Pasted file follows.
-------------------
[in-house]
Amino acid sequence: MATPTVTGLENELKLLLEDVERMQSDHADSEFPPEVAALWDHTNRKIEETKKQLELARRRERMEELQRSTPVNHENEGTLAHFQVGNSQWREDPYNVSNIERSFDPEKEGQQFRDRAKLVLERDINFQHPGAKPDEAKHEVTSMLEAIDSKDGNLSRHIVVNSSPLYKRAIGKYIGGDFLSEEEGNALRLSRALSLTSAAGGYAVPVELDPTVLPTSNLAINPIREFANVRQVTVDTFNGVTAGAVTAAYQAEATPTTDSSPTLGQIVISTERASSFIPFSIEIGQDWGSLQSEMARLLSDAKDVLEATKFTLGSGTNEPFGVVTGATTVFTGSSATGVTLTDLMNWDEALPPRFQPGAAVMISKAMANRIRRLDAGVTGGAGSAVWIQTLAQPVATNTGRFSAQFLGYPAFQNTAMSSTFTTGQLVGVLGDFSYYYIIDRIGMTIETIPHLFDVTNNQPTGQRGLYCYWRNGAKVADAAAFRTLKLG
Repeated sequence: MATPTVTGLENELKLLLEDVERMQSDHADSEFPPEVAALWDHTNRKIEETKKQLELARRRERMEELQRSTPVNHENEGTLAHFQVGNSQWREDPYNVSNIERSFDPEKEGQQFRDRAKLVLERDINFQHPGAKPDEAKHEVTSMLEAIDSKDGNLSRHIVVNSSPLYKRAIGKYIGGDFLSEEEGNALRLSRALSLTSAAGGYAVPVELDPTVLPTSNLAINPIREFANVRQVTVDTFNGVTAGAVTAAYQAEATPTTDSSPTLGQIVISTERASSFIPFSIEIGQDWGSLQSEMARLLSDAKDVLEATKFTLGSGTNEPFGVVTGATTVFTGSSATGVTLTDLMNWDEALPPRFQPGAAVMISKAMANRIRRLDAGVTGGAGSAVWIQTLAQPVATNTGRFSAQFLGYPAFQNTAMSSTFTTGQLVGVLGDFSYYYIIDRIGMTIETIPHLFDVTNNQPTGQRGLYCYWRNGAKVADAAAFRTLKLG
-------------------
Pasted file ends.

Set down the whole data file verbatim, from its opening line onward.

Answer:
[in-house]
Amino acid sequence: MATPTVTGLENELKLLLEDVERMQSDHADSEFPPEVAALWDHTNRKIEETKKQLELARRRERMEELQRSTPVNHENEGTLAHFQVGNSQWREDPYNVSNIERSFDPEKEGQQFRDRAKLVLERDINFQHPGAKPDEAKHEVTSMLEAIDSKDGNLSRHIVVNSSPLYKRAIGKYIGGDFLSEEEGNALRLSRALSLTSAAGGYAVPVELDPTVLPTSNLAINPIREFANVRQVTVDTFNGVTAGAVTAAYQAEATPTTDSSPTLGQIVISTERASSFIPFSIEIGQDWGSLQSEMARLLSDAKDVLEATKFTLGSGTNEPFGVVTGATTVFTGSSATGVTLTDLMNWDEALPPRFQPGAAVMISKAMANRIRRLDAGVTGGAGSAVWIQTLAQPVATNTGRFSAQFLGYPAFQNTAMSSTFTTGQLVGVLGDFSYYYIIDRIGMTIETIPHLFDVTNNQPTGQRGLYCYWRNGAKVADAAAFRTLKLG
Repeated sequence: MATPTVTGLENELKLLLEDVERMQSDHADSEFPPEVAALWDHTNRKIEETKKQLELARRRERMEELQRSTPVNHENEGTLAHFQVGNSQWREDPYNVSNIERSFDPEKEGQQFRDRAKLVLERDINFQHPGAKPDEAKHEVTSMLEAIDSKDGNLSRHIVVNSSPLYKRAIGKYIGGDFLSEEEGNALRLSRALSLTSAAGGYAVPVELDPTVLPTSNLAINPIREFANVRQVTVDTFNGVTAGAVTAAYQAEATPTTDSSPTLGQIVISTERASSFIPFSIEIGQDWGSLQSEMARLLSDAKDVLEATKFTLGSGTNEPFGVVTGATTVFTGSSATGVTLTDLMNWDEALPPRFQPGAAVMISKAMANRIRRLDAGVTGGAGSAVWIQTLAQPVATNTGRFSAQFLGYPAFQNTAMSSTFTTGQLVGVLGDFSYYYIIDRIGMTIETIPHLFDVTNNQPTGQRGLYCYWRNGAKVADAAAFRTLKLG